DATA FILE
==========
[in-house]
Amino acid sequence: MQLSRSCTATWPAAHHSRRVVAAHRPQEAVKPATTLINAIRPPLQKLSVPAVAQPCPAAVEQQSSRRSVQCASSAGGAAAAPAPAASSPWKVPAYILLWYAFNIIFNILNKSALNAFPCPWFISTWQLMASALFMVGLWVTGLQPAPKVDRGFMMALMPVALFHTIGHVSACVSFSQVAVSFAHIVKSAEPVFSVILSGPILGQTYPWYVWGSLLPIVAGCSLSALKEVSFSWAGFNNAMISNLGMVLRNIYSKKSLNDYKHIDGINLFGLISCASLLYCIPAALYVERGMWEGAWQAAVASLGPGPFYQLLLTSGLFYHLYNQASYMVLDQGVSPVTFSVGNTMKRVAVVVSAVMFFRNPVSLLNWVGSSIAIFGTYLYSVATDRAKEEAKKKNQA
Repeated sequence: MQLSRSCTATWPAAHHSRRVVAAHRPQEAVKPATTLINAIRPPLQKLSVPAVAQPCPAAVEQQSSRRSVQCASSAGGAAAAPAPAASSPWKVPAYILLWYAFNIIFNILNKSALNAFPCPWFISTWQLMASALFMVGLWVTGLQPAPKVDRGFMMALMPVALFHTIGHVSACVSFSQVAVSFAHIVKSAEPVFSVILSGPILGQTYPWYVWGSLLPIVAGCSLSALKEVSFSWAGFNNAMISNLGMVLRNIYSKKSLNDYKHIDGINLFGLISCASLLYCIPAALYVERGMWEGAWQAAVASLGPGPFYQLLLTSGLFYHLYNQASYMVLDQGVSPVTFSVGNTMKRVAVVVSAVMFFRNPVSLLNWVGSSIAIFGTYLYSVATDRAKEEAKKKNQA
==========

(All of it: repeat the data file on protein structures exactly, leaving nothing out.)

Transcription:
[in-house]
Amino acid sequence: MQLSRSCTATWPAAHHSRRVVAAHRPQEAVKPATTLINAIRPPLQKLSVPAVAQPCPAAVEQQSSRRSVQCASSAGGAAAAPAPAASSPWKVPAYILLWYAFNIIFNILNKSALNAFPCPWFISTWQLMASALFMVGLWVTGLQPAPKVDRGFMMALMPVALFHTIGHVSACVSFSQVAVSFAHIVKSAEPVFSVILSGPILGQTYPWYVWGSLLPIVAGCSLSALKEVSFSWAGFNNAMISNLGMVLRNIYSKKSLNDYKHIDGINLFGLISCASLLYCIPAALYVERGMWEGAWQAAVASLGPGPFYQLLLTSGLFYHLYNQASYMVLDQGVSPVTFSVGNTMKRVAVVVSAVMFFRNPVSLLNWVGSSIAIFGTYLYSVATDRAKEEAKKKNQA
Repeated sequence: MQLSRSCTATWPAAHHSRRVVAAHRPQEAVKPATTLINAIRPPLQKLSVPAVAQPCPAAVEQQSSRRSVQCASSAGGAAAAPAPAASSPWKVPAYILLWYAFNIIFNILNKSALNAFPCPWFISTWQLMASALFMVGLWVTGLQPAPKVDRGFMMALMPVALFHTIGHVSACVSFSQVAVSFAHIVKSAEPVFSVILSGPILGQTYPWYVWGSLLPIVAGCSLSALKEVSFSWAGFNNAMISNLGMVLRNIYSKKSLNDYKHIDGINLFGLISCASLLYCIPAALYVERGMWEGAWQAAVASLGPGPFYQLLLTSGLFYHLYNQASYMVLDQGVSPVTFSVGNTMKRVAVVVSAVMFFRNPVSLLNWVGSSIAIFGTYLYSVATDRAKEEAKKKNQA